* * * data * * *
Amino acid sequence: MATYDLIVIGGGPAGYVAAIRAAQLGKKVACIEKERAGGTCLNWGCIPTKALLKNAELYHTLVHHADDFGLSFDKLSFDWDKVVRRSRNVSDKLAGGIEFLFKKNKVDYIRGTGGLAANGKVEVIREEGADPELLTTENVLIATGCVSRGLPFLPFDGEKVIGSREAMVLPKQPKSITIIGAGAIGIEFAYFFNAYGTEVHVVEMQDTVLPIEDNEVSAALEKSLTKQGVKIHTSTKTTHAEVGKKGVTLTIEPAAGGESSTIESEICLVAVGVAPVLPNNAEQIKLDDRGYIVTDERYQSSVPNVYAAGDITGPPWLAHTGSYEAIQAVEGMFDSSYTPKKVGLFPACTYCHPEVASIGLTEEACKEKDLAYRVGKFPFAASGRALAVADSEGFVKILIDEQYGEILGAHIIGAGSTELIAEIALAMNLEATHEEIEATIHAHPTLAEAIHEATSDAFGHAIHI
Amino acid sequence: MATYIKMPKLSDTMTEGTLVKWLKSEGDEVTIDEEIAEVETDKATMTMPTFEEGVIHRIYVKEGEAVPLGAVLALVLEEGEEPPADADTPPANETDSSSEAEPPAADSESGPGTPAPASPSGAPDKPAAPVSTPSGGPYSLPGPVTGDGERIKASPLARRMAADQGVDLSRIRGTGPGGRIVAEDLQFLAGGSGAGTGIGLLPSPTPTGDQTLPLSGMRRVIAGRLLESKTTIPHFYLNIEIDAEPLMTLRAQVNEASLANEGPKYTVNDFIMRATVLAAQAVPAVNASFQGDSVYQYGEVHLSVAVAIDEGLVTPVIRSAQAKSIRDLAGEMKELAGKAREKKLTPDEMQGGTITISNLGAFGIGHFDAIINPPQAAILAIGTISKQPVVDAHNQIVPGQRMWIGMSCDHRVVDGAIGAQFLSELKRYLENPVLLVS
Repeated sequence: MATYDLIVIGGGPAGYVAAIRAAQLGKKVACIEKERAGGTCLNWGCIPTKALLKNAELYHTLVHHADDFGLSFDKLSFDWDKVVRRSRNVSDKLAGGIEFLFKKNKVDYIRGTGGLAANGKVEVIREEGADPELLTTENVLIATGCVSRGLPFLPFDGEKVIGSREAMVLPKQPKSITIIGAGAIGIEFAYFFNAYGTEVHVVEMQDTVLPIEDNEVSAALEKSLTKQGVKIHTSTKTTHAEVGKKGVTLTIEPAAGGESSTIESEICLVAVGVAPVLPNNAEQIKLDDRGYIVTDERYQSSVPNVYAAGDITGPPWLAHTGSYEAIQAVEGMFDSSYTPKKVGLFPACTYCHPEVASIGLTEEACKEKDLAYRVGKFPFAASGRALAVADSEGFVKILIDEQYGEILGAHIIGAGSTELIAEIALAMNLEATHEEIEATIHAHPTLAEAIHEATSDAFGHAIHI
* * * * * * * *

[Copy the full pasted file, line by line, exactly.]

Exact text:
Amino acid sequence: MATYDLIVIGGGPAGYVAAIRAAQLGKKVACIEKERAGGTCLNWGCIPTKALLKNAELYHTLVHHADDFGLSFDKLSFDWDKVVRRSRNVSDKLAGGIEFLFKKNKVDYIRGTGGLAANGKVEVIREEGADPELLTTENVLIATGCVSRGLPFLPFDGEKVIGSREAMVLPKQPKSITIIGAGAIGIEFAYFFNAYGTEVHVVEMQDTVLPIEDNEVSAALEKSLTKQGVKIHTSTKTTHAEVGKKGVTLTIEPAAGGESSTIESEICLVAVGVAPVLPNNAEQIKLDDRGYIVTDERYQSSVPNVYAAGDITGPPWLAHTGSYEAIQAVEGMFDSSYTPKKVGLFPACTYCHPEVASIGLTEEACKEKDLAYRVGKFPFAASGRALAVADSEGFVKILIDEQYGEILGAHIIGAGSTELIAEIALAMNLEATHEEIEATIHAHPTLAEAIHEATSDAFGHAIHI
Amino acid sequence: MATYIKMPKLSDTMTEGTLVKWLKSEGDEVTIDEEIAEVETDKATMTMPTFEEGVIHRIYVKEGEAVPLGAVLALVLEEGEEPPADADTPPANETDSSSEAEPPAADSESGPGTPAPASPSGAPDKPAAPVSTPSGGPYSLPGPVTGDGERIKASPLARRMAADQGVDLSRIRGTGPGGRIVAEDLQFLAGGSGAGTGIGLLPSPTPTGDQTLPLSGMRRVIAGRLLESKTTIPHFYLNIEIDAEPLMTLRAQVNEASLANEGPKYTVNDFIMRATVLAAQAVPAVNASFQGDSVYQYGEVHLSVAVAIDEGLVTPVIRSAQAKSIRDLAGEMKELAGKAREKKLTPDEMQGGTITISNLGAFGIGHFDAIINPPQAAILAIGTISKQPVVDAHNQIVPGQRMWIGMSCDHRVVDGAIGAQFLSELKRYLENPVLLVS
Repeated sequence: MATYDLIVIGGGPAGYVAAIRAAQLGKKVACIEKERAGGTCLNWGCIPTKALLKNAELYHTLVHHADDFGLSFDKLSFDWDKVVRRSRNVSDKLAGGIEFLFKKNKVDYIRGTGGLAANGKVEVIREEGADPELLTTENVLIATGCVSRGLPFLPFDGEKVIGSREAMVLPKQPKSITIIGAGAIGIEFAYFFNAYGTEVHVVEMQDTVLPIEDNEVSAALEKSLTKQGVKIHTSTKTTHAEVGKKGVTLTIEPAAGGESSTIESEICLVAVGVAPVLPNNAEQIKLDDRGYIVTDERYQSSVPNVYAAGDITGPPWLAHTGSYEAIQAVEGMFDSSYTPKKVGLFPACTYCHPEVASIGLTEEACKEKDLAYRVGKFPFAASGRALAVADSEGFVKILIDEQYGEILGAHIIGAGSTELIAEIALAMNLEATHEEIEATIHAHPTLAEAIHEATSDAFGHAIHI